CORINTH, Miss. -- Allegations that inmates were basically running a Mid-South jail surfaced after cell phones, weapons, drugs and even the jail keys were recovered.
Investigators said many prisoners were given "free rein" to leave the Alcorn County lockup in Corinth, perform work on private property and even cross state lines.
It's the second time in two years the MDOC has suspended the housing of inmates at the facility and they won't be returning till drastic policy changes are implemented.
On Thursday, inmates at the Alcorn County Regional Correction Facility waved goodbye, after the Mississippi Department of Corrections ordered 240 inmates be removed and sent to other institutions.
Among the inmates was Doris Shelley's son.
"I'm coming down here to see what was going on. And all I know is they are transferring ever last one of them," said Shelley.
State Auditor Stacey Pickering said conditions at the facility were out of control.
"It appears to simply just be a "free for all"that was going on at the Correctional Facility," said Pickering.
Pickering said Thursday's action was the result of an ongoing investigation into serious policy violations including prisoners being able to change clothes and leave the jail at will.
"You want them to be readily identifiable as a prisoner. You do not want them, even in trustee status, working on private property. There are numerous allegations," said Pickering.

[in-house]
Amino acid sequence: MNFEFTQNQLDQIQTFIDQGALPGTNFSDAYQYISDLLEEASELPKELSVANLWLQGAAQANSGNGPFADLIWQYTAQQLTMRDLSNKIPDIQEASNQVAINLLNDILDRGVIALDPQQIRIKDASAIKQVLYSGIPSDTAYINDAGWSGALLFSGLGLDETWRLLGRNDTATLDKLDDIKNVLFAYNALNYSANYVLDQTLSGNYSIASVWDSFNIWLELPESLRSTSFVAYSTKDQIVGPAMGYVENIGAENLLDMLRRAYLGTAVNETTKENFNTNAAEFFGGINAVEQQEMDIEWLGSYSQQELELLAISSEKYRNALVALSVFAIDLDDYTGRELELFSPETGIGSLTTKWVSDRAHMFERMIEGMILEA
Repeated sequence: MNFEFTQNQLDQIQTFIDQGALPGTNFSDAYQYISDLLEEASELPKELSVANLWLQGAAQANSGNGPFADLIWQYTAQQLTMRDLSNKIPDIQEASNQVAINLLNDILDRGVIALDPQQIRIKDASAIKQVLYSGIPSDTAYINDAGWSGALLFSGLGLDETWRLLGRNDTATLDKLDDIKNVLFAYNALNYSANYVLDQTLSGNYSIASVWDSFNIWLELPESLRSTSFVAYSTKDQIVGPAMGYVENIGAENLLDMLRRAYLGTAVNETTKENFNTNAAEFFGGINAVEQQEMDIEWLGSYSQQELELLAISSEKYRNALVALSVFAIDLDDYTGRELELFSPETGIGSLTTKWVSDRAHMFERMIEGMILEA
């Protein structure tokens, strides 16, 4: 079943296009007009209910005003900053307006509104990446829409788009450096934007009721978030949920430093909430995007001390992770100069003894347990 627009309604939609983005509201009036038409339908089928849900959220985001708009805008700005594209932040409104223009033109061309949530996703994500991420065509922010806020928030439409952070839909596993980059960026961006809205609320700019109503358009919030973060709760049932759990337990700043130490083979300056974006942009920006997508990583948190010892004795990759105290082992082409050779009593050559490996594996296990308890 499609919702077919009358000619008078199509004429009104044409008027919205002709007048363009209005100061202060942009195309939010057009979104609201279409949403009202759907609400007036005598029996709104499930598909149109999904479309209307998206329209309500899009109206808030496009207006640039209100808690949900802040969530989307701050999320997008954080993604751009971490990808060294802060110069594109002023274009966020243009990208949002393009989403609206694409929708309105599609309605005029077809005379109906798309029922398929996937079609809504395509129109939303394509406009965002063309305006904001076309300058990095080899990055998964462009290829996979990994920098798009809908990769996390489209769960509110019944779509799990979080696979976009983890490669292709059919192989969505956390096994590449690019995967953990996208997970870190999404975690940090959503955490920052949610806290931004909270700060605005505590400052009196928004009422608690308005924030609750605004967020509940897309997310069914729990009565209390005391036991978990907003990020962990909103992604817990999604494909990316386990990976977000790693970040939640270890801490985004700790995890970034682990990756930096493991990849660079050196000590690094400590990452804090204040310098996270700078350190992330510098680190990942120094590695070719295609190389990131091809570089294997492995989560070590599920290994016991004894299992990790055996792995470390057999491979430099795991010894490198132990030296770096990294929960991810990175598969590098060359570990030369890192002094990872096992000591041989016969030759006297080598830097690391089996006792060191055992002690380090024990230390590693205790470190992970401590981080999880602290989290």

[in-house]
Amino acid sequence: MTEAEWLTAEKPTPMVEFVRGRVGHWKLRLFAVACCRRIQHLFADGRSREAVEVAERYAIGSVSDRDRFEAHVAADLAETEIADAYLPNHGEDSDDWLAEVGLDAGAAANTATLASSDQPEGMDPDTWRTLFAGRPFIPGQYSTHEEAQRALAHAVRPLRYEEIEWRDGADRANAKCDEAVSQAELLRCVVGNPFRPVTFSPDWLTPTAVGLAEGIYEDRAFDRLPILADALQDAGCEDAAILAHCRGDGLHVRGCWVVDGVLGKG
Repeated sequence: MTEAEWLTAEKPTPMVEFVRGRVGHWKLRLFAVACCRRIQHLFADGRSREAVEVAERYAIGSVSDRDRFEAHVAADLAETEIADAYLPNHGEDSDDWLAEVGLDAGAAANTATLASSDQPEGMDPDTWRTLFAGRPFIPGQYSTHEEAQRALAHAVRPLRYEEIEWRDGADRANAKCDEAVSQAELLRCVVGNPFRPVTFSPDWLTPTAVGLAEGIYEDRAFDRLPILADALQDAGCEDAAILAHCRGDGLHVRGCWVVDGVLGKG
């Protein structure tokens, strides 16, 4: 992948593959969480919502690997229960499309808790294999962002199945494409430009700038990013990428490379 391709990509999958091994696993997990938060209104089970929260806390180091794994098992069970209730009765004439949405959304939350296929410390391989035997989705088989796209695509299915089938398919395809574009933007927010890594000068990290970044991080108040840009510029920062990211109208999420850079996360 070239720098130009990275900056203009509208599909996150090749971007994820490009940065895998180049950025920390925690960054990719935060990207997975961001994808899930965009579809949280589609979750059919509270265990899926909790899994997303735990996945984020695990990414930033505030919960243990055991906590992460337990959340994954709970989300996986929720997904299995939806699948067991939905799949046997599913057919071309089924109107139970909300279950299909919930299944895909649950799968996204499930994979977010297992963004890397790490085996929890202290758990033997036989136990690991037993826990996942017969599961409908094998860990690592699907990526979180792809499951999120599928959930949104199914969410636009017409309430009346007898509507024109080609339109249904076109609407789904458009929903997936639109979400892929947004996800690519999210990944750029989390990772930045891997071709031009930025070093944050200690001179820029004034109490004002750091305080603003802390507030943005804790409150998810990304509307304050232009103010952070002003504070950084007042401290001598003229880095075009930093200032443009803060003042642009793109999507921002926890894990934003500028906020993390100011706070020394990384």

Investigators seized a mountain of contraband, some obtained while inmates were on work details.
Items that include drugs, tobacco, knives, razors, cell phones and keys to the Commissary and the front door of the jail.
That bit of information was shocking to Lowell Hinton, the Chairman of the Alcorn County Board of Supervisors.
"That is something that is totally a surprise to us as supervisors too. Cause we didn't know the keys were missing," said Hinton.
He felt as though the supervisors were blindsided by the lack of security and discipline at the jail.
He placed the blame on the current Sheriff, Charles Rinehart.
"The way the system is set up, yes sir. He is in control of what happens here in these facilities. We have very...no say so really, over the day-to-day activities," said Hinton.
He said the County will lose money every day the state prisoners are gone; money that was going to pay the county's $23.5 million debt.
"When they're gone then we're not going to be drawing any funds. So, I'm not happy that they're taking them out," said Hinton.
State Auditor Pickering would not comment on what role jail employees played or if any workers will be disciplined.
Pickering said the investigation is ongoing.